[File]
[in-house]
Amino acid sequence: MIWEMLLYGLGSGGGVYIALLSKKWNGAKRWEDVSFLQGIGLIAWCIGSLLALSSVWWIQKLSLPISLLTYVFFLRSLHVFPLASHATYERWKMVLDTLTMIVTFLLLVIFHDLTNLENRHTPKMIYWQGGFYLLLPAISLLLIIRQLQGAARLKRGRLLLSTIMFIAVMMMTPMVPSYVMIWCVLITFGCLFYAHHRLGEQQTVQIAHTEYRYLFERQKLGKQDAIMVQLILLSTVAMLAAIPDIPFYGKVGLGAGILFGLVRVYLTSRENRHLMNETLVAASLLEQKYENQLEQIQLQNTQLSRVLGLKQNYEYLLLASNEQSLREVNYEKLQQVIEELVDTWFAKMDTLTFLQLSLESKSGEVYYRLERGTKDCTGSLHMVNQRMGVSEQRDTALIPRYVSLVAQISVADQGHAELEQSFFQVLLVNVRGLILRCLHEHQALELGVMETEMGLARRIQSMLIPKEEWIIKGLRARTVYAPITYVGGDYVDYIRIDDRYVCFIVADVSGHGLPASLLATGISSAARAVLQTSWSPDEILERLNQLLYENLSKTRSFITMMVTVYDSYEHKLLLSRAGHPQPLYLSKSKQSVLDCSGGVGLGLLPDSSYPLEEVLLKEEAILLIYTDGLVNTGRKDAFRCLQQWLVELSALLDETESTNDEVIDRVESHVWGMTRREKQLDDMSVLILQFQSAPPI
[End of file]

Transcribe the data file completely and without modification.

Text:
[in-house]
Amino acid sequence: MIWEMLLYGLGSGGGVYIALLSKKWNGAKRWEDVSFLQGIGLIAWCIGSLLALSSVWWIQKLSLPISLLTYVFFLRSLHVFPLASHATYERWKMVLDTLTMIVTFLLLVIFHDLTNLENRHTPKMIYWQGGFYLLLPAISLLLIIRQLQGAARLKRGRLLLSTIMFIAVMMMTPMVPSYVMIWCVLITFGCLFYAHHRLGEQQTVQIAHTEYRYLFERQKLGKQDAIMVQLILLSTVAMLAAIPDIPFYGKVGLGAGILFGLVRVYLTSRENRHLMNETLVAASLLEQKYENQLEQIQLQNTQLSRVLGLKQNYEYLLLASNEQSLREVNYEKLQQVIEELVDTWFAKMDTLTFLQLSLESKSGEVYYRLERGTKDCTGSLHMVNQRMGVSEQRDTALIPRYVSLVAQISVADQGHAELEQSFFQVLLVNVRGLILRCLHEHQALELGVMETEMGLARRIQSMLIPKEEWIIKGLRARTVYAPITYVGGDYVDYIRIDDRYVCFIVADVSGHGLPASLLATGISSAARAVLQTSWSPDEILERLNQLLYENLSKTRSFITMMVTVYDSYEHKLLLSRAGHPQPLYLSKSKQSVLDCSGGVGLGLLPDSSYPLEEVLLKEEAILLIYTDGLVNTGRKDAFRCLQQWLVELSALLDETESTNDEVIDRVESHVWGMTRREKQLDDMSVLILQFQSAPPI